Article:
I’d like to think David Taylor and I have a lot in common. For instance, he was born in New England, and well, I lived in New England for a long, long time–23 years to be exact. We’re both admittedly slightly vertically challenged, and we also both started quilting the same year, in 1999. Unfortunately these very (loose) similarities end there because he is infinitely more gifted and talented in quilting than I am, and has since won numerous prestigious awards including the Fairfield Master Award for Contemporary Artistry from the International Quilt Association, Best of Show at International Quilt Festival/Chicago (twice), among many others.

studioatworkFormerly a graphic design artist in the newspaper field, David Taylor is now a full-time art quilter who is also a highly sought-after quilt instructor for free-motion quilting and his unique pictorial appliqué technique.


Marmalade’s First Snow by David Taylor (47″ x 35″)
Machine pieced, hand appliquéd, hand embroidered, machine quilted
Private Collection


Detail Marmalade

Detail of Marmalade’s face.


David told me that he has recently moved from a one-bedroom apartment to a house with a brand new studio space, and as someone who is still (a year later) trying to put my studio together in my own home in Houston, I was eager to hear more about his new studio digs in Steamboat Springs, Colorado.

Pokey: What was most important to you in designing your studio space?

David: The most important factor in my studio layout was having space for my fabric addiction. My previous apartment looked liked an episode from “Fabric Hoarders: Buried Alive.” When I visit other quilters’ studios, their fabric is stored in bins or baskets (with lids!). I really like being able to actually see my fabric. It makes my heart feel good to see all of the fabric and to be able to ‘pet’ it.  I also wanted a really nice table with space for storage. My friend Jim Vail of Willow Creek Craftsmen custom built my table for my short ‘hobbit’ stature.

TaylorStudioPokey:  Many times when artists move domiciles or studios they embark on a Big Clean, and pitch things that they no longer use in their art. Was this the case for you?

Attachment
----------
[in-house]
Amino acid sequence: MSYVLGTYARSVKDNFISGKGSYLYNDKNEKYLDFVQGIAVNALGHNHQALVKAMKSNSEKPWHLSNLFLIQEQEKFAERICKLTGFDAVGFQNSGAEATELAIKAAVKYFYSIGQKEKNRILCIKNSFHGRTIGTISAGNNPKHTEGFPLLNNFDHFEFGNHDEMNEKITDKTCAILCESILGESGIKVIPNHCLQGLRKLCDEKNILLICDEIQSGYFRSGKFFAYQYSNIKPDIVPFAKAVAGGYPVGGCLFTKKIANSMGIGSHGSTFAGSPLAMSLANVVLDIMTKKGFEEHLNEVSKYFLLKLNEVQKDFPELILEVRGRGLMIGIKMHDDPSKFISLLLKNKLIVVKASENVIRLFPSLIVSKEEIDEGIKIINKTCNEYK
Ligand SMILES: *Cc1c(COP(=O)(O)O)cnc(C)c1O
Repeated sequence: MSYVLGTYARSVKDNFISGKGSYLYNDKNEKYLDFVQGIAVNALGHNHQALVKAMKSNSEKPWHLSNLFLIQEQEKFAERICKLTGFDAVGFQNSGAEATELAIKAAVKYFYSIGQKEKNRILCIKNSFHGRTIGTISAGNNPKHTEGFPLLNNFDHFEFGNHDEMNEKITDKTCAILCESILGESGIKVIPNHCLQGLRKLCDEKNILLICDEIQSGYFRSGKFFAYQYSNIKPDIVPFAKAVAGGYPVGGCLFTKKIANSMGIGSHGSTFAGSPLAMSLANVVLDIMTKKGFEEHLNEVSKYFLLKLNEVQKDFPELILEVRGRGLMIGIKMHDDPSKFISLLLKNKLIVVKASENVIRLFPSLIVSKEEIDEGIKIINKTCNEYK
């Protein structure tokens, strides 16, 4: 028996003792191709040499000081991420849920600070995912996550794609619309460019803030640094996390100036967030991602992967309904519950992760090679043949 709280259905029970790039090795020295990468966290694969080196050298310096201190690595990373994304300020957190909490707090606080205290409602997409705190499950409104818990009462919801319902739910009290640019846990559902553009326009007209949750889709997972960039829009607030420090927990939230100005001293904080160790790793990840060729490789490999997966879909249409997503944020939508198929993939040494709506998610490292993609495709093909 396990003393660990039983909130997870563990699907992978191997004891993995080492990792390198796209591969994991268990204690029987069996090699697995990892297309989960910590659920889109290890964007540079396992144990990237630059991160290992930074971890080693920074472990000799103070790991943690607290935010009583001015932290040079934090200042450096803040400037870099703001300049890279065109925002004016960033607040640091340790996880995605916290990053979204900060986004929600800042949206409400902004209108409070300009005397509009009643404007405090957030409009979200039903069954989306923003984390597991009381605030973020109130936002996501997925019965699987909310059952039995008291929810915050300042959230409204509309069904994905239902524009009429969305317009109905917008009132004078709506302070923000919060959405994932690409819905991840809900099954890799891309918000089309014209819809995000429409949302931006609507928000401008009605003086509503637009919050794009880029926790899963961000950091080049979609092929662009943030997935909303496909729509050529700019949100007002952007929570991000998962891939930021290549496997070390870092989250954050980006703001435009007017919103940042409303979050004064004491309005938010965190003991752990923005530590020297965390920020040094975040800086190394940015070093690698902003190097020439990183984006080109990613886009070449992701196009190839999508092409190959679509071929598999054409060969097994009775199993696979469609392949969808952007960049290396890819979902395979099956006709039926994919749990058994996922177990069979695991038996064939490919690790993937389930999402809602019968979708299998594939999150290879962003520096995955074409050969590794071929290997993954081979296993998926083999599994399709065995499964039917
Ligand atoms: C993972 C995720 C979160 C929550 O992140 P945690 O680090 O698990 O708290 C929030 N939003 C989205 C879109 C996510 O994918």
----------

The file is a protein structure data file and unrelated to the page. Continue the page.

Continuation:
David: Being a borderline ‘hoarder,’ I didn’t discard anything. And, since I only work on one project at a time, as my work is so intensive, I don’t really have UFOs. I did find a Piecemaker’s calendar quilt that I started in 2003, before I had even considered evolving into a quilting and appliqué teacher, and when I only knew how to machine appliqué! I have loved the pattern since I bought it, and now I’m working on finishing it. There are 13 barn blocks. I have so far finished seven of them. I should be working on a new quilt, but I have a very empty wall in my new house that needs a large quilt hanging on it. And the barn blocks make my heart happy.


Pokey: What advice or tip do you have for someone wanting to design or revamp their studio space?

David: It’s worth every penny to make the investment in a studio. After years of just ‘making do’ with inexpensive furniture (I used to have an old metal drafting table from my graphic artist days as a sewing table and shelving came from the consignment store) and having my fabric stored in cardboard boxes, it’s quite a treat to have sturdy fixtures! The table doesn’t shake when I’m stitching with the serger! Having custom furniture made to fit the space I have has made a huge difference in my comfort level.


For those interested in creating pictorial quilts and would like to learn from David, he will be teaching his “Turn Photos into Quilts with Appliqué” workshop next month, February 22-24, at The Great Expectations Creativity Center in La Grange, Texas, and there are a few spots left. If interested, click here to learn more about this unique opportunity!

Quilt Camp